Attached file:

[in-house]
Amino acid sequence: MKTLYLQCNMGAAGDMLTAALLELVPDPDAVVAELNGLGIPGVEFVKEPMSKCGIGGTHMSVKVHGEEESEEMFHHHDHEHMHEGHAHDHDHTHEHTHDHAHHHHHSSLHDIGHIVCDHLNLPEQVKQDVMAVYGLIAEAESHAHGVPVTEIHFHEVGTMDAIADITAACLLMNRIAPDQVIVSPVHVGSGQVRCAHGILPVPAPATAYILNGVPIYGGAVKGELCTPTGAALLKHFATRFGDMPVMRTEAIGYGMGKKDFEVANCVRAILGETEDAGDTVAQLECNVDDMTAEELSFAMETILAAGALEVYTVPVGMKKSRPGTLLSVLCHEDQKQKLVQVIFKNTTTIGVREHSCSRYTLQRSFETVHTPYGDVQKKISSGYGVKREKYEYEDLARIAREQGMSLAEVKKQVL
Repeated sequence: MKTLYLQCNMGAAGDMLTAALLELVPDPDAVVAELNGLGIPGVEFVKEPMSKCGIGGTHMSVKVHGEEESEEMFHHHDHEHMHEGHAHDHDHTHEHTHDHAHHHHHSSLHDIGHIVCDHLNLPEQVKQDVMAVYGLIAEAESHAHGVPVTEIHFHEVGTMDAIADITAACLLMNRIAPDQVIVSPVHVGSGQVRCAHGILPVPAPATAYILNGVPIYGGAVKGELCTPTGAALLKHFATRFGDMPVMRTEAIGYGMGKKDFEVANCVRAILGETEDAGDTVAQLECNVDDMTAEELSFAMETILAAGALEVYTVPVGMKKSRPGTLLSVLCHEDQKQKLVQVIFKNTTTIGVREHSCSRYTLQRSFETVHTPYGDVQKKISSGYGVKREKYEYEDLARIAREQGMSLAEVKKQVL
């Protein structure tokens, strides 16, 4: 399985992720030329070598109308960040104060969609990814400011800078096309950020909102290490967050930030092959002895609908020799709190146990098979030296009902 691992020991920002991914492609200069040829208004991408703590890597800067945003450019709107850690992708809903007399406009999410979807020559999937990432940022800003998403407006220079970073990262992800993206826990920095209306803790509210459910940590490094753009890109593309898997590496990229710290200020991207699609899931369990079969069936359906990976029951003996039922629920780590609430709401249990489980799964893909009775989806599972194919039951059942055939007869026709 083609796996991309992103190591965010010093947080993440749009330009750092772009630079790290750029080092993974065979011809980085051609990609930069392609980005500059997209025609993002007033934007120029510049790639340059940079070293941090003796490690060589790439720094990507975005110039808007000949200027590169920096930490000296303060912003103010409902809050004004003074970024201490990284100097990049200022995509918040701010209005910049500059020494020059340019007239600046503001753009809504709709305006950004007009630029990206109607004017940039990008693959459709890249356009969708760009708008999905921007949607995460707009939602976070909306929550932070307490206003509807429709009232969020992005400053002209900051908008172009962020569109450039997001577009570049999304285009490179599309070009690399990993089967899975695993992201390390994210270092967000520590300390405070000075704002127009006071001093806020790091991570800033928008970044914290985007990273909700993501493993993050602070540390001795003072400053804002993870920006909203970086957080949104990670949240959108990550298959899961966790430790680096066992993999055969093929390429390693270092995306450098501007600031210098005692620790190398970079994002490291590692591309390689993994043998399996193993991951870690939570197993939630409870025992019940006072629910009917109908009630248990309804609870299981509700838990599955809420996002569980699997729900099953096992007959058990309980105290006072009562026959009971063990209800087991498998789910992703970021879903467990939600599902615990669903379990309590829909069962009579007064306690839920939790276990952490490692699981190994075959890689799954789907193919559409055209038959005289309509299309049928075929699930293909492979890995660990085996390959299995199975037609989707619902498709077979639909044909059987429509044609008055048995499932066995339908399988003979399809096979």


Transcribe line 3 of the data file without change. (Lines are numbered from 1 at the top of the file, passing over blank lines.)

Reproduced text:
Repeated sequence: MKTLYLQCNMGAAGDMLTAALLELVPDPDAVVAELNGLGIPGVEFVKEPMSKCGIGGTHMSVKVHGEEESEEMFHHHDHEHMHEGHAHDHDHTHEHTHDHAHHHHHSSLHDIGHIVCDHLNLPEQVKQDVMAVYGLIAEAESHAHGVPVTEIHFHEVGTMDAIADITAACLLMNRIAPDQVIVSPVHVGSGQVRCAHGILPVPAPATAYILNGVPIYGGAVKGELCTPTGAALLKHFATRFGDMPVMRTEAIGYGMGKKDFEVANCVRAILGETEDAGDTVAQLECNVDDMTAEELSFAMETILAAGALEVYTVPVGMKKSRPGTLLSVLCHEDQKQKLVQVIFKNTTTIGVREHSCSRYTLQRSFETVHTPYGDVQKKISSGYGVKREKYEYEDLARIAREQGMSLAEVKKQVL